ERIC Number: ED311478
Record Type: RIE
Publication Date: 1989-Aug-10
Reference Count: 0
The Social, Political and Economic Contexts: Keys in Educating the True Public Relations Professional.
Culbertson, Hugh M.; Jeffers, Dennis W.
Public relations instructors can begin to develop an appreciation of the social, political and economic (S-P-E) contexts on the part of their students by beginning to integrate this thinking into existing courses and curricula. Social contexts deal with cultural and subcultural beliefs, contacts within a community or organization, and frames of reference and standards of comparisons. Political contexts include activities and strategies of political actors and role and power relationships. Economic contexts include availability of resources to client organizations and publics and coping with and cutting costs. During the term students can be expected to do several things that help enhance sensitivity to the S-P-E contexts: (1) draw on a range of S-P-E social science and humanities concepts while critically and comprehensively defining public relations goals; (2) read several case reports and define the three overlapping contexts; (3) confront ethical situations that cannot be examined apart from the social-political contexts; (4) prepare a paper which looks at an actual client's role, public relations problems, key publics, and services to those publics; and (5) hold a series of panel discussions on timely cases. Following these and other exercises, most students seem to see public relations as a dynamic, exciting process central to the client organization's basic function, a process that entails far more than promotion and publicity when placed in a larger context. Selected findings from three public relations research projects illustrate the use of the S-P-E concepts. (Twenty-six references are attached.) (MG)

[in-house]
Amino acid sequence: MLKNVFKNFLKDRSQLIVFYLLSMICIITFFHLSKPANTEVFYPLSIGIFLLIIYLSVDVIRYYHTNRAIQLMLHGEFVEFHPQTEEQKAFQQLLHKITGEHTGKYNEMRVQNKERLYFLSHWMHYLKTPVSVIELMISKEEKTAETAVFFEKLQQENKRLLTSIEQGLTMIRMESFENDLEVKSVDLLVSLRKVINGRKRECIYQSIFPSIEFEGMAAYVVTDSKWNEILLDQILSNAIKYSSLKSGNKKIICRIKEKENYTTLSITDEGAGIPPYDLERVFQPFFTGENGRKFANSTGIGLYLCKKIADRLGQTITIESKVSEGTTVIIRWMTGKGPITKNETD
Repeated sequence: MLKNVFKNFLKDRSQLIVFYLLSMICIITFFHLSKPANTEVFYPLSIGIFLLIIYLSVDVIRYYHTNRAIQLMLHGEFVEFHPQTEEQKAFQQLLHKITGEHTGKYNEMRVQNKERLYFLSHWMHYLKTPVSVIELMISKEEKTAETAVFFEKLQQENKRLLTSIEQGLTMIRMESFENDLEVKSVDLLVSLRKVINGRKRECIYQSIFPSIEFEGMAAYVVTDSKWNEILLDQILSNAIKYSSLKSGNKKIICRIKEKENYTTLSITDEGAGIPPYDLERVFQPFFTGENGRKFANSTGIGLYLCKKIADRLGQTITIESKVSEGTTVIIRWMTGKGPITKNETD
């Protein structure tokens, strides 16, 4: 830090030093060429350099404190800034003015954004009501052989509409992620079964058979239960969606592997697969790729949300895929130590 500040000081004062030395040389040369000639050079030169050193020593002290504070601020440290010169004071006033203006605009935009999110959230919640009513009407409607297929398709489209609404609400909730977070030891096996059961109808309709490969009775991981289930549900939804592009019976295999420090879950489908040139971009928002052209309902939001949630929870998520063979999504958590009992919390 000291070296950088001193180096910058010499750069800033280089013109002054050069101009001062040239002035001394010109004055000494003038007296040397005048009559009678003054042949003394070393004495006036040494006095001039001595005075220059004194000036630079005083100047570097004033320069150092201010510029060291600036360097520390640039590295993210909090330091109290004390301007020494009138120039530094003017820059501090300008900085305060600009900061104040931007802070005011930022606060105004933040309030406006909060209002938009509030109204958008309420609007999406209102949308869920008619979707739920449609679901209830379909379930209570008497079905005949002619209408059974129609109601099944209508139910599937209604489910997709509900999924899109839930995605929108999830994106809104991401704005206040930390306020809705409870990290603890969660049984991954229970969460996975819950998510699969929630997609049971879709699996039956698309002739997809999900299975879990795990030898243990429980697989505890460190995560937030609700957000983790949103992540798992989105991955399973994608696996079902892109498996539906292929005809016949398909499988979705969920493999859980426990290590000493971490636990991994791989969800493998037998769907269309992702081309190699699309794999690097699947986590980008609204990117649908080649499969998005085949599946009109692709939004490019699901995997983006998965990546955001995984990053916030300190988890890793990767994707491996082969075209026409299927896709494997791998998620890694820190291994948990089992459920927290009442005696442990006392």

Publication Type: Speeches/Meeting Papers; Opinion Papers; Guides - Classroom - Teacher
Education Level: N/A
Authoring Institution: N/A
Note: Paper presented at the Annual Meeting of the Association for Education in Journalism and Mass Communication (72nd, Washington, DC, August 10-13, 1989).